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Routing and Wavelength Assignment in Optical Networks

Routing and Wavelength Assignment in Optical Networks

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Routing and Wavelength Assignment in Optical Networks

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  1. Routing and Wavelength Assignment in Optical Networks Xavi Masip, Sergi Sánchez, Eva Marín and Josep Solé, UPC {xmasip, sergio, eva, pareta}@ac.upc.edu

  2. Outline • Introduction • Routing in OTN • Signalling in OTN • Wavelength conversion • QoS in OTN • New routing proposals • The Routing Inaccuracy Problem • The Routing Inaccuracy Problem in hierarchical networks • Open issues

  3. Introduction • Control Plane • Routing issues: compute the lightpath • Signalling issues: establish the lightpath • GMPLS1 is a strong candidate • Routing protocols • Constraint-based routing • Signalling protocols • RSVP-TE2 • CR-LDP3 1L.Berger, “Generalized Multi-Protocol Label Switching (GMPLS): Signaling Functional Description”, IETF, RFC3471, Jan., 2003. 2 “GMPLS signalling resources reservation protocol-traffic engineering (RSVP-TE) extensions”, IETF, RFC3473, Jan. 2003. 3 P.Ashwood-Smith et al, “GMPLS signalling constraint-based routed label distribution protocol (CR-LDP) extensions”, IETF, RFC3472, Jan.2003.

  4. Introduction QoS Routing • Routing in IP networks • QoS constraints • Source routing (CBR) BW, delay, jitter, loses,… Network state information ?

  5. Introduction • Routing target • Establish a lightpath between source-destination node pair • Routing open issues • Depends on network: • Circuit-switched (ASON) • Burst-switched (OBS) • Packet-switched (OPS) • Depends on wavelength conversion capabilities • Depends on control plane • Centralized lightpath establishment • Distributed lightpath establishment (source/destination-based) • QoS routing: what does it mean in OTN? • Network parameters • Update policies • …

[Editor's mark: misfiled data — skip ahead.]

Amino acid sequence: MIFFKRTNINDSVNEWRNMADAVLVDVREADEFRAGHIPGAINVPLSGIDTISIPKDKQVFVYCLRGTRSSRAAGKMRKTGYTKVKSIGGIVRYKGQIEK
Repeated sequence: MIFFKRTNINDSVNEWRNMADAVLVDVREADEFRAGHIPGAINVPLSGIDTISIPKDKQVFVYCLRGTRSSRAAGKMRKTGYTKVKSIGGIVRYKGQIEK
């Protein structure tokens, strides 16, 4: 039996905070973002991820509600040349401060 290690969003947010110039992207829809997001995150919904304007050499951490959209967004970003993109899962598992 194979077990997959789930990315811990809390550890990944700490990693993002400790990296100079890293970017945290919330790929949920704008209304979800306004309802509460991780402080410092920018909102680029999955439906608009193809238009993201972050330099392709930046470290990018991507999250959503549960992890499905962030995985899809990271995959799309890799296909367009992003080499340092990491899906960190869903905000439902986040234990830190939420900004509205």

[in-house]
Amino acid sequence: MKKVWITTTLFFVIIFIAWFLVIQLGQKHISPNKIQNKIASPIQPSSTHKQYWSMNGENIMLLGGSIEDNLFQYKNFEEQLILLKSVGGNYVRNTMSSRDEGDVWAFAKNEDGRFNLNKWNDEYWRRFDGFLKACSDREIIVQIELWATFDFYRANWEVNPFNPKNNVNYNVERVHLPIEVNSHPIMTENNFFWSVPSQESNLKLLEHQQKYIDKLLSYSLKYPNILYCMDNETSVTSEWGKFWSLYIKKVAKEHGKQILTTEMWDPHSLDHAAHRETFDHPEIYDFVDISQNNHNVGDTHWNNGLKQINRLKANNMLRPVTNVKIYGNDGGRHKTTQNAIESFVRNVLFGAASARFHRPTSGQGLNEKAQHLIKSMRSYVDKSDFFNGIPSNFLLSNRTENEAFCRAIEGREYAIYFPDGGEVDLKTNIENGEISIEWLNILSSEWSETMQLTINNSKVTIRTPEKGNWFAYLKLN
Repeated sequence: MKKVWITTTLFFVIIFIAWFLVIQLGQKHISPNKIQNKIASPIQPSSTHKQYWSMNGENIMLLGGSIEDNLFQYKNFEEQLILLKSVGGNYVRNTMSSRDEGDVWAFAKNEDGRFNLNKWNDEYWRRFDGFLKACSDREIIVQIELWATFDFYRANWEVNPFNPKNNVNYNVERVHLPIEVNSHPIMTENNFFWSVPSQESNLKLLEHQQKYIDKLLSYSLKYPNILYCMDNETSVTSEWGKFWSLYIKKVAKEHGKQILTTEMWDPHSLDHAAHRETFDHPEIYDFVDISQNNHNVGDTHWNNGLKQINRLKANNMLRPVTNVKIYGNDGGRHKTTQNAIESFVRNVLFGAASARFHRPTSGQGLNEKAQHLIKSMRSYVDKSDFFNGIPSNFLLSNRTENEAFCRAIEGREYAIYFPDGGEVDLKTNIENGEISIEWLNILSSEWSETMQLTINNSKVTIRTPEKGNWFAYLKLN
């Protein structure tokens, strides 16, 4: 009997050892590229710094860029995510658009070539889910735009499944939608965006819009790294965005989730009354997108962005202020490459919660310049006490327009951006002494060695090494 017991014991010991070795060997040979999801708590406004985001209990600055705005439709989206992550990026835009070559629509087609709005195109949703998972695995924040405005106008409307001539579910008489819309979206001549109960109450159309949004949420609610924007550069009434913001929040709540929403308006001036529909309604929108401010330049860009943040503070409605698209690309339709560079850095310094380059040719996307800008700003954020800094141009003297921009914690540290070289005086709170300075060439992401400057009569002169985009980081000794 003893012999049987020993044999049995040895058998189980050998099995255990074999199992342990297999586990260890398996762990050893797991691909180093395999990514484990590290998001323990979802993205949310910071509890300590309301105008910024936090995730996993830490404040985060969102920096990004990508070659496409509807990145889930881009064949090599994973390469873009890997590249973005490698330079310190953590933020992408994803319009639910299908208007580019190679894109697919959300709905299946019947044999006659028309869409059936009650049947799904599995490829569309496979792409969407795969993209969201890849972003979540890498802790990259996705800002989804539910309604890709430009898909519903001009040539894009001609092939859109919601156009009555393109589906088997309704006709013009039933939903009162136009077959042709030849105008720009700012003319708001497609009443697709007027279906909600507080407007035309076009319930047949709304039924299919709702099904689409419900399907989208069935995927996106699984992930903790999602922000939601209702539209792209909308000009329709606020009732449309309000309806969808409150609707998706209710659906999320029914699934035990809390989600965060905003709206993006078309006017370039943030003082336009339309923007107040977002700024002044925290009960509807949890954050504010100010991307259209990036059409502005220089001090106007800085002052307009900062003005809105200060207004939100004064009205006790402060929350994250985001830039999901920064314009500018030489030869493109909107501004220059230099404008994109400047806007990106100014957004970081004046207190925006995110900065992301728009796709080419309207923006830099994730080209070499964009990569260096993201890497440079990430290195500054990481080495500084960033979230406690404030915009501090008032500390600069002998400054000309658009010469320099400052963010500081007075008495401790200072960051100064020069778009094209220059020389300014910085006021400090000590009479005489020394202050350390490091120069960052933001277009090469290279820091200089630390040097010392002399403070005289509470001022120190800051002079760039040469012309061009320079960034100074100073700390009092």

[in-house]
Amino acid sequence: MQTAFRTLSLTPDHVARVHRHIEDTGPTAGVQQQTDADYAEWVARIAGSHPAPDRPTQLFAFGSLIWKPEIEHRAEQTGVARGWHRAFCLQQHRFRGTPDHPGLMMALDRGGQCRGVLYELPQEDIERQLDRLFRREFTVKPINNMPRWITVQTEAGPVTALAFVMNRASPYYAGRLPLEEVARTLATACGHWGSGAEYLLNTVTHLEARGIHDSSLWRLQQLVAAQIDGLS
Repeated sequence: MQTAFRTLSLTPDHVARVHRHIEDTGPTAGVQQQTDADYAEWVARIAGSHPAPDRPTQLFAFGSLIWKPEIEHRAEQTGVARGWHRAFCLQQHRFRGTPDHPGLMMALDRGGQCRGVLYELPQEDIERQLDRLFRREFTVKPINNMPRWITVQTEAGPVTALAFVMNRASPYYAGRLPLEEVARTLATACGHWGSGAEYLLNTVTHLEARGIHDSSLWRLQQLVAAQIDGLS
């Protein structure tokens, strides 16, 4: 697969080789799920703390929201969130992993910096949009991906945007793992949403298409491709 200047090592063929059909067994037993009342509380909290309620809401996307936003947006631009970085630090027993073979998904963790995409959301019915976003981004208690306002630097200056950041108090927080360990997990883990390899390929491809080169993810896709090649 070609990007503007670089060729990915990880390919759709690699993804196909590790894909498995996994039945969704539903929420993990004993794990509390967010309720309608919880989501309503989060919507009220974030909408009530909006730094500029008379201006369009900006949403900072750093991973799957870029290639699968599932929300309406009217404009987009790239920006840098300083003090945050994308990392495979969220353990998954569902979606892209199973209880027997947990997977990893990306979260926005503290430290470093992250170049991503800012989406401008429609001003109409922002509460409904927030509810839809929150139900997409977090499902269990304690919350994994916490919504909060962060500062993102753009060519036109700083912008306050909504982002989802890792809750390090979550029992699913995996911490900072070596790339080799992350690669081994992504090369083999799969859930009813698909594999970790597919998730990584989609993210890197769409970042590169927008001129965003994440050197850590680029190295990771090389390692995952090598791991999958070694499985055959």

6. Introduction Cables Fibers Wavelegnths Bands Wavelengths {l..l}1 l TimeSlots Packets t0 t1 t2

  7. Outline • Introduction • Routing in OTN • Routing constraints • The RWA problem • Signalling in OTN • Wavelength conversion • QoS in OTN • New routing proposals • The Routing Inaccuracy Problem • The Routing Inaccuracy Problem in hierarchical networks • Open issues

  8. Routing in OTN ASON, OBS, OPS • Routing and wavelength assignment problem • Determine both: physical route and wavelength/s to be assigned • Connection management protocol Physical path, wavelength assignment

  9. Routing Constraints • Routing depends on connection management • In legacy backbone networks traffic is generally static • In next-generation optical networks traffic is more dynamic • OBS • Connection requests arriving at high rates • Average duration about several tens or hundreds of milliseconds • New dynamic lightpath provisioning schemes • Control plane is required: GMPLS

  10. Routing Constraints • Wavelength continuity-constraint • Wavelength converters are expensive (at least for the next 5 years) • Wavelength Selective networks (WS): • There are not wavelength conversion devices • Same wavelength on all the route • Wavelength Interchangeable networks (WI): • There are wavelength conversion devices • Different wavelengths in the end-to-end path

  11. Routing Constraints • Traffic in a wavelength-routed network • Static traffic pattern • Lightpaths set up all at once • Remain in the network for a long period of time • Dynamic traffic pattern • Lightpath is set up reacting to an incoming request • Lightpaths take down dynamically • Dynamic lightpath (on-demand) is foreseen to best accommodate current and future Internet traffic • Big challenge • Develop efficient algorithms and protocols for establishing lightpaths